11223 2014-03-10 8500 RIVER RD COMMERCIAL BUILDING 8461.55 8461.55 BETHESDA 1.0 1.0 $1.00 1 GRANDSTAND & MULTIPLE PLATFORMS FOR 2014 QUI... ... {"x": -8591206.0439, "y": 4721680.315399997, "... MD Stop Work RIVER 8500 RD COMMERCIAL MISCELLANEOUS STRUC CONSTRUCT 20817

5 rows × 26 columns

The permit data contains a long list of attributes. Some attributes have self-explanatory names, while others may have names that can be difficult to understand without context. The list of attributes can be obtained using the columns of the dataframe.

In [11]:
sdf.columns
Out[11]:
Index(['Added_Date', 'Address', 'Applicatio', 'BldgAreaNu', 'Building_A',
       'City', 'DeclValNu', 'DeclValNu2', 'Declared_V', 'Descriptio', 'FID',
       'Final_Date', 'Issue_Date', 'Location', 'Permit_Num', 'Post_direc',
       'Pre_direct', 'SHAPE', 'State', 'Status', 'Street_Nam', 'Street_Num',
       'Street_Suf', 'Use_Code', 'Work_Type', 'ZIP_code'],
      dtype='object')
In [12]:
sdf.describe().T
Out[12]:
count mean std min 25% 50% 75% max
BldgAreaNu 11224.0 9241.778777 3.950484e+04 0.0 255.00 1537.0 4000.00 1.548205e+06
DeclValNu 11224.0 784736.035620 1.152229e+07 0.0 20000.00 74000.0 200000.00 1.129634e+09
DeclValNu2 11224.0 784736.035620 1.152229e+07 0.0 20000.00 74000.0 200000.00 1.129634e+09
FID 11224.0 5612.500000 3.240234e+03 1.0 2806.75 5612.5 8418.25 1.122400e+04
Permit_Num 11224.0 655806.112794 7.759285e+04 528631.0 587437.50 652073.5 722003.25 7.961930e+05
ZIP_code 11224.0 20848.988863 5.581882e+02 0.0 20832.00 20871.0 20901.00 2.177100e+04

Query the types of attributes and explore the data.

In [13]:
sdf.dtypes
Out[13]:
Added_Date    datetime64[ns]
Address               object
Applicatio            object
BldgAreaNu           float64
Building_A            object
City                  object
DeclValNu            float64
DeclValNu2           float64
Declared_V            object
Descriptio            object
FID                    int64
Final_Date    datetime64[ns]
Issue_Date    datetime64[ns]
Location              object
Permit_Num             int64
Post_direc            object
Pre_direct            object
SHAPE               geometry
State                 object
Status                object
Street_Nam            object
Street_Num            object
Street_Suf            object
Use_Code              object
Work_Type             object
ZIP_code               int64
dtype: object
In [14]:
sdf['Work_Type'].unique()
Out[14]:
array(['CONSTRUCT', 'ALTER', 'COMMERCIAL CHANGE OF USE',
       'RESTORE AND / OR REPAIR', 'ADD', 'BUILD FOUNDATION', 'INSTALL',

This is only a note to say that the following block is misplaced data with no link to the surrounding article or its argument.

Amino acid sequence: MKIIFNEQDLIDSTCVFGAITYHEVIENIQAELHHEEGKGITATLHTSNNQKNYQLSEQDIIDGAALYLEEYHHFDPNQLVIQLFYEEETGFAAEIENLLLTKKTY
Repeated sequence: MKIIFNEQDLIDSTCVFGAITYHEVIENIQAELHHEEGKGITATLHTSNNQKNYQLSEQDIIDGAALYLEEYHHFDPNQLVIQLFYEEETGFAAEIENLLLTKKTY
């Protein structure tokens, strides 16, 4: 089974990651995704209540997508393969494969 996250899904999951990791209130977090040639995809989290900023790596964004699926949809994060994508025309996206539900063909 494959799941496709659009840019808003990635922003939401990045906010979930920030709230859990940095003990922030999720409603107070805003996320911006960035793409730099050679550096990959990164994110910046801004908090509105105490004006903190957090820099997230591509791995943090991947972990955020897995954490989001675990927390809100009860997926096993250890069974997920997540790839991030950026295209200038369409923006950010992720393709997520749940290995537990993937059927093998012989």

'REPLACE', 'CONSTRUCT SHEETING/SHORING', 'FINAL ONLY AP',
       'REMOVE AND REPLACE', 'OCCUPY', 'DEMOLISH'], dtype=object)
In [15]:
sdf['Status'].unique()
Out[15]:
array(['Finaled', 'Issued', 'Open', 'Stop Work'], dtype=object)
In [16]:
sdf['Use_Code'].unique()
Out[16]:
array(['MULTI-FAMILY DWELLING', 'RESTAURANT', 'BUSINESS BUILDING',
       'MERCANTILE BUILDING', 'PLACE OF WORSHIP', 'ASSEMBLY BUILDING',
       'STORAGE BUILDING', 'GARAGE', 'INSTITUTIONAL BUILDING',
       'COMMERCIAL MISCELLANEOUS STRUC', 'INDUSTRIAL BUILDING',
       'EDUCATIONAL BUILDING', 'TOWER', 'SWIMMING POOL', 'FENCE', 'BANK',
       'SHED', 'MULTI-FAMILY SENIOR CITIZEN BL', 'RETAINING WALL',
       'TRAILER', 'HOSPITAL', 'BIOSCIENCE', 'TOWNHOUSE', 'HOTEL',
       'FACTORY', 'BOARDING HOUSE', 'SWIMMING POOL & FENCE',
       'UTILITY, MISCELLANEOUS', 'THEATER',
       'MULTIFAMILY DWELLING HIGH RISE', 'MULTIFAMILY DWELLING LOW RISE',
       'MISCELLANEOUS STRUCTURE', 'OWNERSHIP UNIT'], dtype=object)

Permits by Status

The groupby() method groups the rows per the column and does calculations, such as finding their counts, as shown in the following code.

In [17]:
permits_by_status = sdf.groupby(sdf['Status']).size()
permits_by_status
Out[17]:
Status
Finaled      5341
Issued       4696
Open          757
Stop Work     430
dtype: int64

There are only four permit statuses: Issued, Finaled, Open, and Stop Work. To visualize the number of permits for each status, you'll create a pie chart.

Since the dataframe attributes just show the count of status, you can consider any attribute to graph the status count.

In [18]:
%matplotlib inline
import matplotlib.pyplot as plt
In [19]:
plt.axis('equal') 
permits_by_status.plot(kind='pie', legend=False, label='Permits by Status');

The pie chart above shows the four permit statuses, with the size of each status determined by the number of permits. The vast majority of permits are either Issued or Finaled. Finaled permits are issued permits that have also had the requisite inspections performed.

It's helpful to visualize the spatial distribution of permit attributes on a map. You'll change the map so that each permit's symbol represents its status.

In [20]:
permits_by_status_map = agol_gis.map('Montgomery County, Maryland')
permits_by_status_map
Out[20]: